- Jamie Carragher, a former Liverpool and England footballer who supports the foundation with his own charity, tweeted: “Mark King and The OK Foundation have worked tirelessly on this campaign for a decade, it looks like that hard work is going to finally pay off.”
- Raheem Sterling and Moeen Ali are part of a number of medical professionals and players who signed a letter written to the prime minister directly this summer, supporting Mr King’s campaign.
- Former Bolton midfielder Fabrice Muamba, also signed the letter after surviving a cardiac arrest in 2012 on the pitch, following the use of a defibrillator
- A scheme from the Premier League, the Football Association and Football Foundation has distributed about 2,000 defibrillators to English grassroots football clubs.
Sales of defibrillators also rose after footballer Christian Eriksen survived a cardiac arrest mid-field during a televised Euro 2020 game.
His life was saved by the electric shock given to his heart with a defibrillator and CPR administered by two heart specialists who happened to be spectating, so having more of these devices in public sports arenas and schools could provide vital life-saving assistance during those critical first few minutes.
The Law Regarding Defibrillators In Schools May Finally Be Changing
The draft law which was put forward by DUP MP Jim Shannon requires the “installation of automated external defibrillators in public buildings, sporting facilities, schools, higher education and other education and skills facilities”. Because the draft law is a private members bill, these rarely progress beyond their early stages, so Williamson’s statement was that “We’ll be looking at changing the regulations that are underpinned by secondary legislation to ensure that all schools do have defibrillators in future and hopefully prevent such tragedy visiting more families.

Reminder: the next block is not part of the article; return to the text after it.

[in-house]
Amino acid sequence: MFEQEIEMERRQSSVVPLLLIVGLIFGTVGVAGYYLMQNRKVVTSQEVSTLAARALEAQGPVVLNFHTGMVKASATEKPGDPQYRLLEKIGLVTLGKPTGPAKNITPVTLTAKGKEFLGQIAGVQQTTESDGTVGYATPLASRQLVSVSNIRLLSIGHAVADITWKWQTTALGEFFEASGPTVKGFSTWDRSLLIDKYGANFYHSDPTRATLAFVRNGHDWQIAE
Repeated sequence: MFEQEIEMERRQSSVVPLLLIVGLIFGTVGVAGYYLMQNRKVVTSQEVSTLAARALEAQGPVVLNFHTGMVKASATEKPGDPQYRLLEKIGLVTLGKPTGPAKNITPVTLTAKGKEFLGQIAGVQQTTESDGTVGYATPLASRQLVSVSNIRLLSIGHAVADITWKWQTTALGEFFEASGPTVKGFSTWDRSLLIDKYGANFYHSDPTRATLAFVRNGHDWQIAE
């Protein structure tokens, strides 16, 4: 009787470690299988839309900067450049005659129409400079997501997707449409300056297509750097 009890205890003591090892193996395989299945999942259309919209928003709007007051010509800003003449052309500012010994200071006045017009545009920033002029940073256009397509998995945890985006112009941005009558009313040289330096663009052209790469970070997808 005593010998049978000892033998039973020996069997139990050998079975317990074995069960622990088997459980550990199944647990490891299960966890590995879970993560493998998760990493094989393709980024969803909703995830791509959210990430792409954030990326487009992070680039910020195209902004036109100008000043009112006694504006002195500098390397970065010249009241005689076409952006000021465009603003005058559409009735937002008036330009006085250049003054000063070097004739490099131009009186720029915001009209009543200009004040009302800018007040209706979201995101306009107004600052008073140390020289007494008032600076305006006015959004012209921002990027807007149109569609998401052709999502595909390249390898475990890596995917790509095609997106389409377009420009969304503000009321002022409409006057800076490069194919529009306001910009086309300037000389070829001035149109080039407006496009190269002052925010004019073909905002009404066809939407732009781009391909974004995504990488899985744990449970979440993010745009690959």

This is also why ministers are being put under increasing pressure to ensure all schools have a defibrillator – including from the Oliver King Foundation. Sudden Cardiac Arrest is caused by chaotic electrical activity in the heart – it is unannounced and needs immediate attention.
This can only be treated with the electric shock administered during defibrillation so automated External Defibrillators (AEDs) are very literally the difference between life and death in this situation.
The statistics would change drastically with the provision of easy to use defibrillators and enhanced awareness that any bystander could administer defibrillation – you don’t have to be a trained professional.
The very nature of an emergency often throws people into a panic so having access to a defibrillator in a school, which has been voted time and time again by independent studies to be the easiest AED on the market to use – even without training – really does have the potential to save lives on the spot because it does all of the thinking for you.
Putting this into the hands of adults, children and staff in schools, libraries, swimming pools – any place where most people would be untrained in CPR would drastically increase survival rates of SCA victims.
If you’d like more information on how you can buy or rent defibrillators for your premises, get in touch here and our team will happily talk you through your options.